If you have a child who is learning about things on their own, just because they are interested and not because you made them, then your child is engaged in delight directed learning. This kind of learning should go on your child’s transcript too, right along with the things they are studying formally with a text or something similar, even though they might not be using any books!
To keep track of what your child has done and translate it into a course, keep a list of all their learning activities, group them together, label each group as a class, and then put that class on their transcript. That sounds big, so let’s break it down into smaller pieces, using my sticky note strategy.
Divide a yellow sticky note into nine little boxes. On each one, name an experience/educational activity that your child has done, which you’re trying to figure out how to record.
Note the year your child did the activity. That gives you an idea what the completion date was.
Estimate their grade. Think about whether they completed that experience to your satisfaction.
Estimate the credit value. Put down the approximate number of hours they were doing it or the credit value if you know the credit value. If you know that they’ve spent two-hundred hours on swim team, that’s what you would put in that credit section.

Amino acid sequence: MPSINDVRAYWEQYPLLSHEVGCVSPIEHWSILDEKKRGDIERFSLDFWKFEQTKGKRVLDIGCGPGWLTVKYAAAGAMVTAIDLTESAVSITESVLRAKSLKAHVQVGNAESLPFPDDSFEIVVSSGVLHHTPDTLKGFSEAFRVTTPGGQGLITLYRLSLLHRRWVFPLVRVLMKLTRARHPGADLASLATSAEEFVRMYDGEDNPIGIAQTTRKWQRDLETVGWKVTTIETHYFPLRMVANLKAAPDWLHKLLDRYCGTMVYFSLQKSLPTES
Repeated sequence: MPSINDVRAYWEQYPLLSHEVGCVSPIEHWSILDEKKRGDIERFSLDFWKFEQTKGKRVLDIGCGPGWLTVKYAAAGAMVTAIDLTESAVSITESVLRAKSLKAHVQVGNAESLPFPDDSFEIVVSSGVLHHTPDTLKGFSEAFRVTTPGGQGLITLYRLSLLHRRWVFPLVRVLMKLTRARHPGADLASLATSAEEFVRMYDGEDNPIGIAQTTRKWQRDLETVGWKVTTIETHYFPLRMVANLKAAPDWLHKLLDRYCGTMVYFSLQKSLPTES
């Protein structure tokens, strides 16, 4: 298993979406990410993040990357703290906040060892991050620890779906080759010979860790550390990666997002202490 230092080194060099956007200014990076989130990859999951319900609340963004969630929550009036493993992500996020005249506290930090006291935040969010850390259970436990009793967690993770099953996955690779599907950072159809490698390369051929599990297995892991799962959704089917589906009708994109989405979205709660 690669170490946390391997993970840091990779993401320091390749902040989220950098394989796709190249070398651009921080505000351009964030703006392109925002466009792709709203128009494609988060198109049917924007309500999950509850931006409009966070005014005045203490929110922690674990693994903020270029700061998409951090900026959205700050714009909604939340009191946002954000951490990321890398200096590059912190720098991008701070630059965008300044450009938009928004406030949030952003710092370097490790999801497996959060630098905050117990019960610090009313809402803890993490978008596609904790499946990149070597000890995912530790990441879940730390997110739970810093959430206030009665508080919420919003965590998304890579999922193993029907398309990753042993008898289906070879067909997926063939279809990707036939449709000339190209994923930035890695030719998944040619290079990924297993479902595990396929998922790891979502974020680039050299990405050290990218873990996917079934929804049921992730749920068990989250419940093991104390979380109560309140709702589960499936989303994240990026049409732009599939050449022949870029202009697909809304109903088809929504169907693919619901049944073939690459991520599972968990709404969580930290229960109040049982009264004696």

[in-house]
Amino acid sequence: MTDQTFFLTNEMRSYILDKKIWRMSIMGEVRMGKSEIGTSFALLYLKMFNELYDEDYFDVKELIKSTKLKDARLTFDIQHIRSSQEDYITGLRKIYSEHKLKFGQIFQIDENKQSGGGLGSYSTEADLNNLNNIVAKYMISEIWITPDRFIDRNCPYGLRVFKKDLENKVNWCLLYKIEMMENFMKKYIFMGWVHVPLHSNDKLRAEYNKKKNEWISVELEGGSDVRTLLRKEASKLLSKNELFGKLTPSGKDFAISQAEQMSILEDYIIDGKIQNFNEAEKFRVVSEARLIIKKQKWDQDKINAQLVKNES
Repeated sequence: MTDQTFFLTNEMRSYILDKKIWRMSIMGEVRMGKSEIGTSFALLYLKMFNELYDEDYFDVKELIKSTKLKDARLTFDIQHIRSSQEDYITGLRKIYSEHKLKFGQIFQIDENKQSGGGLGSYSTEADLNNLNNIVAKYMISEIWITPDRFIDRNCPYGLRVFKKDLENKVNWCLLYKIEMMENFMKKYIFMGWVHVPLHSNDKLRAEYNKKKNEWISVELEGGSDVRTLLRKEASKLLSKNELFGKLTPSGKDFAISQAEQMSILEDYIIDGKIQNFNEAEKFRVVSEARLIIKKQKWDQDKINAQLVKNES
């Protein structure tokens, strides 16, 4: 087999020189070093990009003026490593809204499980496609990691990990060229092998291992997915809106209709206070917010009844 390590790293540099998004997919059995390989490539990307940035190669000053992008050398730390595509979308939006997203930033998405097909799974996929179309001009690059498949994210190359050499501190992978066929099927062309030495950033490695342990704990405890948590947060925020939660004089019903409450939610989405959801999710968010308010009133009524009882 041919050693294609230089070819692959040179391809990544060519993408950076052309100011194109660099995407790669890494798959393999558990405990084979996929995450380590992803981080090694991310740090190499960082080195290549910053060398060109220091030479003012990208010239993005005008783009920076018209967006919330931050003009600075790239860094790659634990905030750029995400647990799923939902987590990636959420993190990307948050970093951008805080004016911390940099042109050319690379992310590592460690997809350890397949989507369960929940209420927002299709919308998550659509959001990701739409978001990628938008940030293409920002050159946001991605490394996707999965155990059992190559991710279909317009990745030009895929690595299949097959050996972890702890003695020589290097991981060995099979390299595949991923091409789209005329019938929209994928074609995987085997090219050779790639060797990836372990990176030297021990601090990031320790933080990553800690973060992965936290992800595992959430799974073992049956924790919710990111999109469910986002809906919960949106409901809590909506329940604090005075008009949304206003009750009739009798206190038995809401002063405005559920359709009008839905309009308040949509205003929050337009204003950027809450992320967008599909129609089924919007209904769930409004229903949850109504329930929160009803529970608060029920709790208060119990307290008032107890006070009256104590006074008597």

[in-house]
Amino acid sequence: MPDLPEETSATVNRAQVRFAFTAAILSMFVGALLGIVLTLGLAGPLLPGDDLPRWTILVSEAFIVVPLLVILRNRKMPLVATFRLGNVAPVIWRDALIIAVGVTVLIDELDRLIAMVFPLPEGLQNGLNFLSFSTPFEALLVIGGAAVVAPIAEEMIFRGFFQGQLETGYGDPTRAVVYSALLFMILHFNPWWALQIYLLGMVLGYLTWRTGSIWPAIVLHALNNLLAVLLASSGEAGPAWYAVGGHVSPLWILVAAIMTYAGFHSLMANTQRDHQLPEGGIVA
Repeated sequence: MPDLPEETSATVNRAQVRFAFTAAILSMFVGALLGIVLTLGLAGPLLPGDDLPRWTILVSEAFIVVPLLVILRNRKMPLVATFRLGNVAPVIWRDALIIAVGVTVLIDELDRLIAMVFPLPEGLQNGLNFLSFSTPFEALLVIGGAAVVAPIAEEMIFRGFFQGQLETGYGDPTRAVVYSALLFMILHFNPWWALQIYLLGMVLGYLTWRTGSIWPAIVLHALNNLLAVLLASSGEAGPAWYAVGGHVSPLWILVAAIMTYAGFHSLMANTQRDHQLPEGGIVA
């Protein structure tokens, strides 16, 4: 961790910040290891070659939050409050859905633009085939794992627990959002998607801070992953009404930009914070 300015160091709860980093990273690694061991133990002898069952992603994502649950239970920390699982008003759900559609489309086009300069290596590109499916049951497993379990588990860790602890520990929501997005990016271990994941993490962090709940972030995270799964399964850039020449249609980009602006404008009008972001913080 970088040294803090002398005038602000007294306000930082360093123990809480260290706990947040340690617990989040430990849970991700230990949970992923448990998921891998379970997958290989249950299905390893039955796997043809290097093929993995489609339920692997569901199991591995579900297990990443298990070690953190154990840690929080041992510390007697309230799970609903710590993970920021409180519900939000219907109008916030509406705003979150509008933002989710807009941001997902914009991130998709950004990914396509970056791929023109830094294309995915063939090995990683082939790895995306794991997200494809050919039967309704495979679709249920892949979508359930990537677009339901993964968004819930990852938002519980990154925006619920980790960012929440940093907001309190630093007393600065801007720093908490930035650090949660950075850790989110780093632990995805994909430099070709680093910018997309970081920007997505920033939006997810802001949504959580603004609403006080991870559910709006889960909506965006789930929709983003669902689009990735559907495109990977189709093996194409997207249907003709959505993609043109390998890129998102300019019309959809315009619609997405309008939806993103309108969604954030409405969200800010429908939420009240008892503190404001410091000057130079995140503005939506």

Brainstorm subject areas for the activity. If ballet is the activity, maybe the course could be P.E. or maybe fine arts. Maybe your child does three different kinds of dance, like ballet, hula, and swing dance; you might be able to combine all of those into one class called P.E. or Fine Arts.
Group activities together. Search for similarities and join things that are similar into groups. Put those groups together into one course, to form a whole credit. Think about what kinds of things you might group into generic titles. Maybe your student is interested in Home Economics, so you put everything they do related to cooking, cleaning, or child care into one course. If your child seems to do a lot of art, put their needlework or craft activities together for a credit in art. Perhaps they get paid for whatever it is they do or work. In that instance, that credit could be called ‘Occupation Education.’ Sometimes you’re not really sure what your child is learning, because they’re speaking in foreign languages like C++ or Java, and you don’t know what it means. In that instance, you could call their coursework ‘Technology’ or ‘Computer Class.’
Make sure to give your child credit for the learning they do on their own, not just the activities which you assign to them and test them on. Delight directed learning is real learning that has a place on your child’s transcript.